The Dialectical Imagination
Boston: Little, Brown & Company, 1973. Octavo. Boards slightly bowed, else fine in a white dust wrapper with a smudge on the front. 382 pages. First edition. Near fine.
A history of the Frankfurt School and the Intitute of Social Research, 1923-1950. The definitive study of Germany's great contribution to twentieth century philosophy by Martin Jay, the Berkeley intellectual historian. Essential reading for students of critical theory and Continental philosophy.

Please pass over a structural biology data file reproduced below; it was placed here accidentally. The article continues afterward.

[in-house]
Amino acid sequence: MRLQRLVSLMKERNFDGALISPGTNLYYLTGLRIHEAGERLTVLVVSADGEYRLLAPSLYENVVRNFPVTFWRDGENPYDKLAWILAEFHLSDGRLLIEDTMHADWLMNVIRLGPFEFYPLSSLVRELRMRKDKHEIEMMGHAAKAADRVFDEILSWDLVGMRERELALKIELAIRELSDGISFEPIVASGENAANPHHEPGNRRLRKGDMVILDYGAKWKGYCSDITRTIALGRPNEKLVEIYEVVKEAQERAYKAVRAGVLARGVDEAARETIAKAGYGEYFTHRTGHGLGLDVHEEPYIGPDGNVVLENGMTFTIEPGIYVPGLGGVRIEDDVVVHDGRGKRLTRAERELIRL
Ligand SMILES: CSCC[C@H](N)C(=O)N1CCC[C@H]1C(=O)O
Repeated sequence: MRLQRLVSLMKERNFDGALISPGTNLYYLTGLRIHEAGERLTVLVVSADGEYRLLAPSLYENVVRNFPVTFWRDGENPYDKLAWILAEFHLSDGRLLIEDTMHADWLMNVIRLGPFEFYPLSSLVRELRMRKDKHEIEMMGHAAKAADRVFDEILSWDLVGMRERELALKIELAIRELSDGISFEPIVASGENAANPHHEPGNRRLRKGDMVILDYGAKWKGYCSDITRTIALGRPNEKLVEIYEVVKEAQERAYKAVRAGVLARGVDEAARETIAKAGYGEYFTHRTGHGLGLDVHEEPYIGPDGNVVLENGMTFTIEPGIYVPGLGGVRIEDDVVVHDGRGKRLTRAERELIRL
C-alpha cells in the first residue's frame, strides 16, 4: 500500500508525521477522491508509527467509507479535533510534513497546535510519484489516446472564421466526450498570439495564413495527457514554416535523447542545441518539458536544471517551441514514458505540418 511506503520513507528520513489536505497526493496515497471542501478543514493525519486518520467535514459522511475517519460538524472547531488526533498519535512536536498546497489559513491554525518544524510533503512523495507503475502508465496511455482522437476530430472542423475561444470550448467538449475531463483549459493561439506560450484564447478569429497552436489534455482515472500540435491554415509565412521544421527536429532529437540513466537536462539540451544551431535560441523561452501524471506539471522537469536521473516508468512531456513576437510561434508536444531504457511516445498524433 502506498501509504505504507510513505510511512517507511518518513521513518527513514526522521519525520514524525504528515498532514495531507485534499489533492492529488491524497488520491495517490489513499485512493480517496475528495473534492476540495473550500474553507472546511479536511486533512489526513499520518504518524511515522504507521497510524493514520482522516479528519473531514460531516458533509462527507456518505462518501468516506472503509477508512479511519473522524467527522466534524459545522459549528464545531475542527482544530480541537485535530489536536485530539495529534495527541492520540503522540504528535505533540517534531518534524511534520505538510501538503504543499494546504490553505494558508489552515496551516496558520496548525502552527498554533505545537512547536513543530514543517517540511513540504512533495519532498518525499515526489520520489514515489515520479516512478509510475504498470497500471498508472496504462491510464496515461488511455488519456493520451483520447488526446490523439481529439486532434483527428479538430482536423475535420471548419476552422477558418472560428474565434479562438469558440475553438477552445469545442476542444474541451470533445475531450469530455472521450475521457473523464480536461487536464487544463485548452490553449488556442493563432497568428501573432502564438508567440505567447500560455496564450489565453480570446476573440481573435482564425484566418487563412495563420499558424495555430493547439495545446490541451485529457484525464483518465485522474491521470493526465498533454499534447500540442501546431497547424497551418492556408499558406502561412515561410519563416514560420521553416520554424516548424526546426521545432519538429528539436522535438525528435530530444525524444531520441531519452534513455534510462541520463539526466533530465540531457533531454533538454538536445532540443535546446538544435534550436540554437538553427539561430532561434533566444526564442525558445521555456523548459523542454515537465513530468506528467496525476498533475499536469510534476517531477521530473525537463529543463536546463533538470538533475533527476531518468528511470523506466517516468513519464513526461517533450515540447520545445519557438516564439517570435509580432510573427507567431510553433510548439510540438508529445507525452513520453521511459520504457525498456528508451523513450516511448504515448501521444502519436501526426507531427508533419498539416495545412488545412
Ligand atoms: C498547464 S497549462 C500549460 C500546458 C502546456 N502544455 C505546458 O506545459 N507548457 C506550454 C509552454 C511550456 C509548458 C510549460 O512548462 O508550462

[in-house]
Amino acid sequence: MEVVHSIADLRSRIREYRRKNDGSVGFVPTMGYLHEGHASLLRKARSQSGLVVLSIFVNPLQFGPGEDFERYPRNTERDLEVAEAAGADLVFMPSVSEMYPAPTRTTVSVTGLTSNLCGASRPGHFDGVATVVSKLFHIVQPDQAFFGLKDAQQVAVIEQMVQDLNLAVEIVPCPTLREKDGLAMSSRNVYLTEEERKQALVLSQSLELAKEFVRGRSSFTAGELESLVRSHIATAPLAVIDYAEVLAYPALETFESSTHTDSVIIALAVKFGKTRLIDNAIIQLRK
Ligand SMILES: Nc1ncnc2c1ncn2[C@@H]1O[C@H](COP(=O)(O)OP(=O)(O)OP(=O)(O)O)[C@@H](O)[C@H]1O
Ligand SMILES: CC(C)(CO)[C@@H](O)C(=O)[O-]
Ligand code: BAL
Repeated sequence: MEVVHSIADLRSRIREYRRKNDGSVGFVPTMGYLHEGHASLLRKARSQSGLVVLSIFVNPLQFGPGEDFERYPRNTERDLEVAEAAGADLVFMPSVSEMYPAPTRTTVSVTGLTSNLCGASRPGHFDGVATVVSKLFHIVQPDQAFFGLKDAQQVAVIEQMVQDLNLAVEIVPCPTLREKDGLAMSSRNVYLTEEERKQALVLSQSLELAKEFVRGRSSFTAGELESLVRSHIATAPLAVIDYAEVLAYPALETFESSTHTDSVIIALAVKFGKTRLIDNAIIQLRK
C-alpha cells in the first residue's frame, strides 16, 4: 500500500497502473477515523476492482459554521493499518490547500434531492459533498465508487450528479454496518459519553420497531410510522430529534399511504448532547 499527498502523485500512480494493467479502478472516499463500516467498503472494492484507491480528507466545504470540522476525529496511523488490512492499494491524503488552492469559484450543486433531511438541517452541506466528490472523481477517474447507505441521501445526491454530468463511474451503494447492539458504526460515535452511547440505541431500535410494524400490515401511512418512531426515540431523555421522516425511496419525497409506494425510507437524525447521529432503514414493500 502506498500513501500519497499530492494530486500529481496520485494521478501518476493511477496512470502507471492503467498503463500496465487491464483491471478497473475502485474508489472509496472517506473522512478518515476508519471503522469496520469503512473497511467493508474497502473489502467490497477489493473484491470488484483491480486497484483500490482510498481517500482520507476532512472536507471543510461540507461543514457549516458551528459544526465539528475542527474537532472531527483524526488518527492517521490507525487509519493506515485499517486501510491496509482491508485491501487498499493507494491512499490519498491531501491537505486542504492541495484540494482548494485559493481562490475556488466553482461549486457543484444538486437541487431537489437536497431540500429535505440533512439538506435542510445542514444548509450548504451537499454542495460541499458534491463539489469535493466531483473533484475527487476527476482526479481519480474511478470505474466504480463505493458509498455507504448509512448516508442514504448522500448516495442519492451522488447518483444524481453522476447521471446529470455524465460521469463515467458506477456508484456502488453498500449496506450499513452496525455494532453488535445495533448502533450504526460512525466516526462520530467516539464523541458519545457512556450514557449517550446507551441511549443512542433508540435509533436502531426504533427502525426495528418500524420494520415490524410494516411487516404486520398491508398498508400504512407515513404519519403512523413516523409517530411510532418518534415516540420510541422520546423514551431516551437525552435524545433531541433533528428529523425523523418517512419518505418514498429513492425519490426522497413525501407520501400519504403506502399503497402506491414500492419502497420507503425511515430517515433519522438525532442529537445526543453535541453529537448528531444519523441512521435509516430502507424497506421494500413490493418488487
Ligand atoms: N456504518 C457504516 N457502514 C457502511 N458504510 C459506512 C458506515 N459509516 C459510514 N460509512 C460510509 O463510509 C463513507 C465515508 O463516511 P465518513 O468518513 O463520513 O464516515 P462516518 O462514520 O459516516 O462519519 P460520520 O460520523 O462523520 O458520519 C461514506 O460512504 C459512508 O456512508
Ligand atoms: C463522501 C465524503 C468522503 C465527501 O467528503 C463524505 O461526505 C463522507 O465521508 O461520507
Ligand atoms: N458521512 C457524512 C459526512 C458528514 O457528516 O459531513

"A strained metaphor suggested by Hegel's notion of the spirit returning to itself might seem appropriate here, if not for the crucial fact that the true estrangement of the Frankfurt School did not end with its geographical homecoming. The reintegration of the Institute stressed earlier was never more than a partial and incomplete process. "To write poetry after Auschwitz," Adorno wrote in one of his more bitter moments, "is barbaric." To write social theory and conduct scientific research was more tolerable only if its critical, negative impulse was maintained. For, so the Frankfurt School always insisted, it was only by the refusal to celebrate the present that the possibility might be preserved of a future in which writing poetry would no longer be an act of barbarism."